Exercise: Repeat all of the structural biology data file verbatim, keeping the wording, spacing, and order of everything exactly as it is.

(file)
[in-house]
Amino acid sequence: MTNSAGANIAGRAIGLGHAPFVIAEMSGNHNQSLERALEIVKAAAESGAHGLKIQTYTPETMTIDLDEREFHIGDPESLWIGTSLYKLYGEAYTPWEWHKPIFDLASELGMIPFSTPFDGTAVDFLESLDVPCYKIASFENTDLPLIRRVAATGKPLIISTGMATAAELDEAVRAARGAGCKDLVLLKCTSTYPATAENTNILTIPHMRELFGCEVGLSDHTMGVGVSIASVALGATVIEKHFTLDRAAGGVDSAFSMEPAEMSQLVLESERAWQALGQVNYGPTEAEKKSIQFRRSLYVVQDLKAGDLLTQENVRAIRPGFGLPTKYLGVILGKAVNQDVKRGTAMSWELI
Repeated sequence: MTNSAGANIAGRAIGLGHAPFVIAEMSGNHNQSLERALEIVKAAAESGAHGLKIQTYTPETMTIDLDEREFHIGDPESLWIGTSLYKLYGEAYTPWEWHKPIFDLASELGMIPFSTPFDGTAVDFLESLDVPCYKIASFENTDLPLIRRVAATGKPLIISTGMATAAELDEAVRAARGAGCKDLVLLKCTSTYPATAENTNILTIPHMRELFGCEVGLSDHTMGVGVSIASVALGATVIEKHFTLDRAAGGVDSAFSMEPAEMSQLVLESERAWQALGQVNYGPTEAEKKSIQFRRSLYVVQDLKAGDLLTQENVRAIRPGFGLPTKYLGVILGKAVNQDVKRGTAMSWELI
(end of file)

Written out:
[in-house]
Amino acid sequence: MTNSAGANIAGRAIGLGHAPFVIAEMSGNHNQSLERALEIVKAAAESGAHGLKIQTYTPETMTIDLDEREFHIGDPESLWIGTSLYKLYGEAYTPWEWHKPIFDLASELGMIPFSTPFDGTAVDFLESLDVPCYKIASFENTDLPLIRRVAATGKPLIISTGMATAAELDEAVRAARGAGCKDLVLLKCTSTYPATAENTNILTIPHMRELFGCEVGLSDHTMGVGVSIASVALGATVIEKHFTLDRAAGGVDSAFSMEPAEMSQLVLESERAWQALGQVNYGPTEAEKKSIQFRRSLYVVQDLKAGDLLTQENVRAIRPGFGLPTKYLGVILGKAVNQDVKRGTAMSWELI
Repeated sequence: MTNSAGANIAGRAIGLGHAPFVIAEMSGNHNQSLERALEIVKAAAESGAHGLKIQTYTPETMTIDLDEREFHIGDPESLWIGTSLYKLYGEAYTPWEWHKPIFDLASELGMIPFSTPFDGTAVDFLESLDVPCYKIASFENTDLPLIRRVAATGKPLIISTGMATAAELDEAVRAARGAGCKDLVLLKCTSTYPATAENTNILTIPHMRELFGCEVGLSDHTMGVGVSIASVALGATVIEKHFTLDRAAGGVDSAFSMEPAEMSQLVLESERAWQALGQVNYGPTEAEKKSIQFRRSLYVVQDLKAGDLLTQENVRAIRPGFGLPTKYLGVILGKAVNQDVKRGTAMSWELI